At the beginning of the month, we posted on the San Francisco ballot-initiative to outlaw circumcision of male babies. The bill – called the Male Genital Mutilation bill – received significant national attention due to its alleged roots in anti-Semitism.
Now it’s making news again. The Wall Street Journal Law Blog reports that a group of Muslims and Jews have filed a suit arguing that the bill is unconstitutional because it infringes on the right to freely practice religion and the “rights as a parent to choose what’s good for [the] child.”
Viscerally, I’m of course on the side of those filing the suit – I stand by my fellow Jews, and I support our right to carry on traditions.
And intellectually, as a fairly principled libertarian, I’m a strong believer that a family can raise its children how it wants, without interference from the government. Home schooling? I’m really glad I wasn’t home schooled, but I definitely support the right of the family to make that choice.
But how far does this freedom extend? To take the point to its extreme, I certainly wouldn’t support the clitoridectomy practices of some in Kenya and Tanzania, even if the perpetrators claimed it as a religious practice and as a right to raise children privately without state influence. Similarly, I don’t think parents should be able to bind the feet of their children at an early age, even if it’s a cultural practice.
Obviously these examples aren’t analogous; unlike circumcision, clitoridectomy and foot-binding have physical effects that materially change the child’s life. The examples do, however, serve to show that there is a limitation to what parents can do to their children, even if in the private domain and part of a religious practice.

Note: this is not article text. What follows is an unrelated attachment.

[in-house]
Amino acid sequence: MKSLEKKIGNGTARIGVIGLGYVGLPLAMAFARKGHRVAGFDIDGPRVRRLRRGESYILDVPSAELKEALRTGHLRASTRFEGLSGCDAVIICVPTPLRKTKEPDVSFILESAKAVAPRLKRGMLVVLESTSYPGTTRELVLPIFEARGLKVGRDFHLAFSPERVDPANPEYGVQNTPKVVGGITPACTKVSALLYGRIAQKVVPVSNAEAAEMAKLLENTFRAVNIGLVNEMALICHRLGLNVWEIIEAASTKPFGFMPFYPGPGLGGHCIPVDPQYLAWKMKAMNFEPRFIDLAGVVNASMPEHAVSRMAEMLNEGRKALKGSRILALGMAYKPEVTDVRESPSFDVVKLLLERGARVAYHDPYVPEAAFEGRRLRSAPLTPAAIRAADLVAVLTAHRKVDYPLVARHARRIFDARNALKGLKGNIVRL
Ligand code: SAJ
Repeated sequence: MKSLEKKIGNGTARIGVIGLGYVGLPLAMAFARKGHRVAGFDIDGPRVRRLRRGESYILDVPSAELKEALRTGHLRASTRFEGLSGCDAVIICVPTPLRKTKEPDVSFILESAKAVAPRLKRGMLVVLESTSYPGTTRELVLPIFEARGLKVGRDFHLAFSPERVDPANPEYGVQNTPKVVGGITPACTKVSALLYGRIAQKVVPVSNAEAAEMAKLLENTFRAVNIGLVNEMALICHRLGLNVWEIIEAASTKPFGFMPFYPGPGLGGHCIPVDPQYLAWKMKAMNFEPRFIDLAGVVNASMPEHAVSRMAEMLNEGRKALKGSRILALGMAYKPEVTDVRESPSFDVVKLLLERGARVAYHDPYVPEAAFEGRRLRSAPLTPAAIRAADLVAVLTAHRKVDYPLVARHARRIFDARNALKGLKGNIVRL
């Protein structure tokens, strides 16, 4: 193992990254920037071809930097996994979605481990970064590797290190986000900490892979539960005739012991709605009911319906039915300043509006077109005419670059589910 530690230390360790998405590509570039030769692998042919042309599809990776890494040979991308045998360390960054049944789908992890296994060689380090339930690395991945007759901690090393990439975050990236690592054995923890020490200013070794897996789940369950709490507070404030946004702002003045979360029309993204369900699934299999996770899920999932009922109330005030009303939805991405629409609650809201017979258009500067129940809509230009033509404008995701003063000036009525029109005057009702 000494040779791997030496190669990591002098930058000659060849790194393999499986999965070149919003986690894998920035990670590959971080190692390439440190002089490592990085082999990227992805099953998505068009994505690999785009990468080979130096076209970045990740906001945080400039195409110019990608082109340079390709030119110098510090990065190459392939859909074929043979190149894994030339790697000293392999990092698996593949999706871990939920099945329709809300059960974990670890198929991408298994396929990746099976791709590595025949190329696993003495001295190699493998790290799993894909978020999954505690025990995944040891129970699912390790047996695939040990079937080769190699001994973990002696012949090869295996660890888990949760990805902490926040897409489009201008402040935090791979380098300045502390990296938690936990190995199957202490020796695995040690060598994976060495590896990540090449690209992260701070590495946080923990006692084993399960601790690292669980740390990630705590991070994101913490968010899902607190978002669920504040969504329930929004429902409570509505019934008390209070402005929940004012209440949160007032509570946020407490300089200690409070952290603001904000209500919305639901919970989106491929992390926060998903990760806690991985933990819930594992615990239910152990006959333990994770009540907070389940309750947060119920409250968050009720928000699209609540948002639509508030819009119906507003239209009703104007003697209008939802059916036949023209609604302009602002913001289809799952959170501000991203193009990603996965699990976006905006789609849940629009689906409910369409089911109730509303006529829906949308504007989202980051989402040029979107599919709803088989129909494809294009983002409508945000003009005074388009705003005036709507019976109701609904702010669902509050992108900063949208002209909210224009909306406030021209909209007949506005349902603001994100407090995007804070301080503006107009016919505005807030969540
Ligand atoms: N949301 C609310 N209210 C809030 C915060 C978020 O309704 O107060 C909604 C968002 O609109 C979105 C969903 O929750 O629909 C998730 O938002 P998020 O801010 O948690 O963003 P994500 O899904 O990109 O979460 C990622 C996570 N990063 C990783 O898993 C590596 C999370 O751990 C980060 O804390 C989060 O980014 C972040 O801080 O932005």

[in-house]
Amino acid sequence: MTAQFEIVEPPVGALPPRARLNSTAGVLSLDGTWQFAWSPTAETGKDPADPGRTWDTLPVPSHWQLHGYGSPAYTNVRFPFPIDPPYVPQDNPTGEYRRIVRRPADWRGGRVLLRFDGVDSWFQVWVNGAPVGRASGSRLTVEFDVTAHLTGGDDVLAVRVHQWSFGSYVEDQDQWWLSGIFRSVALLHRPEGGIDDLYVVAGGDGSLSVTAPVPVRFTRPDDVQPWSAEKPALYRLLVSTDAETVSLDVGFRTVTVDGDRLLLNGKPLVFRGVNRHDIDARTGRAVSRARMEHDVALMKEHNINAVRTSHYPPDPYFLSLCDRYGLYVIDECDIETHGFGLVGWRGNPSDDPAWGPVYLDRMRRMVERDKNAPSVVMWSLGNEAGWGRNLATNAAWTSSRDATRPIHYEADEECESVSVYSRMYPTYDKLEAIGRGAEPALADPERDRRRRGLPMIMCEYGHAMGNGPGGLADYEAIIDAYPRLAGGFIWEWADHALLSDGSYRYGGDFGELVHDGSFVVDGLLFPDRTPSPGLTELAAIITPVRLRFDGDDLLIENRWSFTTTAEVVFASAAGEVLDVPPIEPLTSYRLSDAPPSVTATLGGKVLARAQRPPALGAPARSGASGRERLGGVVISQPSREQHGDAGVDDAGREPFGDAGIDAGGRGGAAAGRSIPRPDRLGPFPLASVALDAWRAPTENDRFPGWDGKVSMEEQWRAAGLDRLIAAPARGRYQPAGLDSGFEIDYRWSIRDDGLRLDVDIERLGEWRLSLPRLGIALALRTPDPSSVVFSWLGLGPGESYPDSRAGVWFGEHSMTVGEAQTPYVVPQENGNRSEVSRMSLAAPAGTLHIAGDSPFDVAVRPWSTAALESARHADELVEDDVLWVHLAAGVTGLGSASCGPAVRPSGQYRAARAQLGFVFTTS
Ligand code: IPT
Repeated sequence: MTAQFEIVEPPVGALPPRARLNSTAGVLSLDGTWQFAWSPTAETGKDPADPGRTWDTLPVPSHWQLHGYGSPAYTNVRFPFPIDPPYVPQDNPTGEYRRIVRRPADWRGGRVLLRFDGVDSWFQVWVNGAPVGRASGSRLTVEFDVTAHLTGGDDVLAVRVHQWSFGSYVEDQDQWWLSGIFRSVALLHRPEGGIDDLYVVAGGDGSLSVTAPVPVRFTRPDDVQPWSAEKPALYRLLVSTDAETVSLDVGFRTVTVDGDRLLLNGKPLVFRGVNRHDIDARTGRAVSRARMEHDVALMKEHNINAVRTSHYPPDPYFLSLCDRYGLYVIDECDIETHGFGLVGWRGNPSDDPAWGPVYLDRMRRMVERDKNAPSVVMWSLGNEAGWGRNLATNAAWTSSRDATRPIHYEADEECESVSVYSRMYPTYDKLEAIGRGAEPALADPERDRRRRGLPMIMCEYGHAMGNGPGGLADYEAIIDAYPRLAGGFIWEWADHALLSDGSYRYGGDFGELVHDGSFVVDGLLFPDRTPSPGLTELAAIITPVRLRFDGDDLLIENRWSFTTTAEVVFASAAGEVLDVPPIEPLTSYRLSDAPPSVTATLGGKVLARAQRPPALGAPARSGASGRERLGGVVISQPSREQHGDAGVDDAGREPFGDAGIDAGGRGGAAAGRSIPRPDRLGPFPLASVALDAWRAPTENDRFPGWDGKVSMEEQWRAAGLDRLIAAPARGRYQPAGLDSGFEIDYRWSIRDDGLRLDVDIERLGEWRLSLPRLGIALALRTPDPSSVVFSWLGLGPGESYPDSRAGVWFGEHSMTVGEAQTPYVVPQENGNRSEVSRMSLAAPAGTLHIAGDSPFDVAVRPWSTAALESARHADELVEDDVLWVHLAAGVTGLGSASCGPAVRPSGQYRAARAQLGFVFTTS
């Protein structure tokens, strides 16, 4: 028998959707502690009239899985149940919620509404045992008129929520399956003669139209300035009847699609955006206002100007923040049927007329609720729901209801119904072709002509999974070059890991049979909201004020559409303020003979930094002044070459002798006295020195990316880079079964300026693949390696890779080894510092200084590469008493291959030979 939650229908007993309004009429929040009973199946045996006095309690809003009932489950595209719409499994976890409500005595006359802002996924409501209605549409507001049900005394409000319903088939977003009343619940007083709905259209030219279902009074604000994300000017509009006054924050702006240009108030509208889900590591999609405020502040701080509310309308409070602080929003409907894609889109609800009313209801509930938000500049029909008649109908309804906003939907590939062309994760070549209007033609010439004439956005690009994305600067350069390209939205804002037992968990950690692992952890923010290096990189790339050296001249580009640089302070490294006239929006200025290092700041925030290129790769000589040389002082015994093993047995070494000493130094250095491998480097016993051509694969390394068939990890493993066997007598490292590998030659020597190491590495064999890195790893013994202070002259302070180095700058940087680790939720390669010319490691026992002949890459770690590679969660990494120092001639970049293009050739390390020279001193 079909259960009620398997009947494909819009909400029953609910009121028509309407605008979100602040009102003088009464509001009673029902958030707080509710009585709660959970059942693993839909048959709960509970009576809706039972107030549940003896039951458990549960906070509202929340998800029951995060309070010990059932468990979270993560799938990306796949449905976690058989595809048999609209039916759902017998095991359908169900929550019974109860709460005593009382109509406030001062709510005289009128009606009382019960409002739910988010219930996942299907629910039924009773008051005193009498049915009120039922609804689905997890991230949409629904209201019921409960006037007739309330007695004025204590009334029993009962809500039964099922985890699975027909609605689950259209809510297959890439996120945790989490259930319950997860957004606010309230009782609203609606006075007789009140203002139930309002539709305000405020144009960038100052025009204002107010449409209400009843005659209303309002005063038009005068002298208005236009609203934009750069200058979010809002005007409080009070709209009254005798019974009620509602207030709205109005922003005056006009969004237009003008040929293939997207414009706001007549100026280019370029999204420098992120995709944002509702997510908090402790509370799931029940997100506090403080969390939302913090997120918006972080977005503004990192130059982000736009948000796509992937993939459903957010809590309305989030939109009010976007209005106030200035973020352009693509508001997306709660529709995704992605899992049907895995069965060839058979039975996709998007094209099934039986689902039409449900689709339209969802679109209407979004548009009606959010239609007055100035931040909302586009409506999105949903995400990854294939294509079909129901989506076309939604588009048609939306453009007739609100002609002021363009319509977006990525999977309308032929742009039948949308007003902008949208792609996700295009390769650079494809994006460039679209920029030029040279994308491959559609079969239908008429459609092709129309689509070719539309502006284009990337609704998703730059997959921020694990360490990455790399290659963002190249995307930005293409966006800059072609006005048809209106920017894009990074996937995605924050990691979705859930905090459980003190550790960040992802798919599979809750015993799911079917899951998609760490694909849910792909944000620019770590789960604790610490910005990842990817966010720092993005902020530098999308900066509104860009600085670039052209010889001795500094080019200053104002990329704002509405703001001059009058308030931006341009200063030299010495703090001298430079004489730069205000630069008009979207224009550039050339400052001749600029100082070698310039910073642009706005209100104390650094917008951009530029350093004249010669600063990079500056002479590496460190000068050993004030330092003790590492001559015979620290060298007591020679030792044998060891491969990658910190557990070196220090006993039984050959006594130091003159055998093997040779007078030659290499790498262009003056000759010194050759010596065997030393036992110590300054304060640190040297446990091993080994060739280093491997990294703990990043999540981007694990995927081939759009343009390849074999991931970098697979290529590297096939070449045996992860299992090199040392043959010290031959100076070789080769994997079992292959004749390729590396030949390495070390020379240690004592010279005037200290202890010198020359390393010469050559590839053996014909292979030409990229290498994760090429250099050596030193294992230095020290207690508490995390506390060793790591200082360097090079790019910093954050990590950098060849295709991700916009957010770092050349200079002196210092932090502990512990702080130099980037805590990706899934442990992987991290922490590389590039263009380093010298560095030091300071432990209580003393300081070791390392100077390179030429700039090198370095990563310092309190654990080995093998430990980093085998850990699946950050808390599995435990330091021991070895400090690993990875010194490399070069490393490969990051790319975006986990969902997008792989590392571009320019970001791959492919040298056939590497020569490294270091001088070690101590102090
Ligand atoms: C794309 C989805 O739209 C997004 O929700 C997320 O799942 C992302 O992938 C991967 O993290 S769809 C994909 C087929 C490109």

So where to draw the line? I’m not sure, and this makes me uneasy about the circumcision debate. I’d like to think that circumcision is somehow “grandfathered” in because we’ve been doing it for so long and because so few circumcised men have actually complained about it.
But what if we take a more comparable analogy – say tattooing a big Star of David on the baby’s back, or removing one of the baby’s kidneys? In both cases, the child’s life will not be physically altered (you can survive just fine with one kidney), and the majority of people will never notice the tattoo or the absent kidney (just as most people never notice the absent foreskin). Would I support these measures? The kidney one seems especially offensive to me, but the tattoo one strikes me as wrong too.
So though my first reaction is to jump on the side of the Jews litigants, I’m not entirely comfortable with the logical defense of circumcision as distinguished from tattooing and kidney removing. Can somebody clear this up for me? Thanks!
And many thanks to Cory Andrews for keeping the GTJ staff current on this subject.
Stephen Richer is a co-founder and director of Gather the Jews.
 Shame there aren’t legal disputes over circumcision in the Middle East… might similarly bring Muslims and Jews together…